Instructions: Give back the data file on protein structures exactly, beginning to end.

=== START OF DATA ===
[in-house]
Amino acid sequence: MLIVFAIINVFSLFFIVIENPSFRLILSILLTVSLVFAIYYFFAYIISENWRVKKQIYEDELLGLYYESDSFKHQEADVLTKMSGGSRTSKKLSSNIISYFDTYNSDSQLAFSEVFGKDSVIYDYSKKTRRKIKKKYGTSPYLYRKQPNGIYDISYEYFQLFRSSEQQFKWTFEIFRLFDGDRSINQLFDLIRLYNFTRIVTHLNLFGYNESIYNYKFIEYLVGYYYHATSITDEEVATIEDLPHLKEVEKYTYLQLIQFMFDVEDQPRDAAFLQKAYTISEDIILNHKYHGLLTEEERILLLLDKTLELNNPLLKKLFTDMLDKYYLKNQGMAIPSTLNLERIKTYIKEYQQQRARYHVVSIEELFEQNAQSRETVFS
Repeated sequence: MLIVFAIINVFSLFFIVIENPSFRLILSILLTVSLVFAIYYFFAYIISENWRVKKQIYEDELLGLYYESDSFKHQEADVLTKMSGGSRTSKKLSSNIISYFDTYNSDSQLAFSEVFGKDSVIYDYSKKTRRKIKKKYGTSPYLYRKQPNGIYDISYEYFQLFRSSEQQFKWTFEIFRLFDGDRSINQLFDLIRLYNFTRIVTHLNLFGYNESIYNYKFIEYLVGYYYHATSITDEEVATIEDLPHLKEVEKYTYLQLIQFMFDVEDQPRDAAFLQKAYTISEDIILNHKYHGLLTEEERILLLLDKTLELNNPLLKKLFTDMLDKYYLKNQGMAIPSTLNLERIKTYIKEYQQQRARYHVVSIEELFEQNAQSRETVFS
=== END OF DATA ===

[in-house]
Amino acid sequence: MLIVFAIINVFSLFFIVIENPSFRLILSILLTVSLVFAIYYFFAYIISENWRVKKQIYEDELLGLYYESDSFKHQEADVLTKMSGGSRTSKKLSSNIISYFDTYNSDSQLAFSEVFGKDSVIYDYSKKTRRKIKKKYGTSPYLYRKQPNGIYDISYEYFQLFRSSEQQFKWTFEIFRLFDGDRSINQLFDLIRLYNFTRIVTHLNLFGYNESIYNYKFIEYLVGYYYHATSITDEEVATIEDLPHLKEVEKYTYLQLIQFMFDVEDQPRDAAFLQKAYTISEDIILNHKYHGLLTEEERILLLLDKTLELNNPLLKKLFTDMLDKYYLKNQGMAIPSTLNLERIKTYIKEYQQQRARYHVVSIEELFEQNAQSRETVFS
Repeated sequence: MLIVFAIINVFSLFFIVIENPSFRLILSILLTVSLVFAIYYFFAYIISENWRVKKQIYEDELLGLYYESDSFKHQEADVLTKMSGGSRTSKKLSSNIISYFDTYNSDSQLAFSEVFGKDSVIYDYSKKTRRKIKKKYGTSPYLYRKQPNGIYDISYEYFQLFRSSEQQFKWTFEIFRLFDGDRSINQLFDLIRLYNFTRIVTHLNLFGYNESIYNYKFIEYLVGYYYHATSITDEEVATIEDLPHLKEVEKYTYLQLIQFMFDVEDQPRDAAFLQKAYTISEDIILNHKYHGLLTEEERILLLLDKTLELNNPLLKKLFTDMLDKYYLKNQGMAIPSTLNLERIKTYIKEYQQQRARYHVVSIEELFEQNAQSRETVFS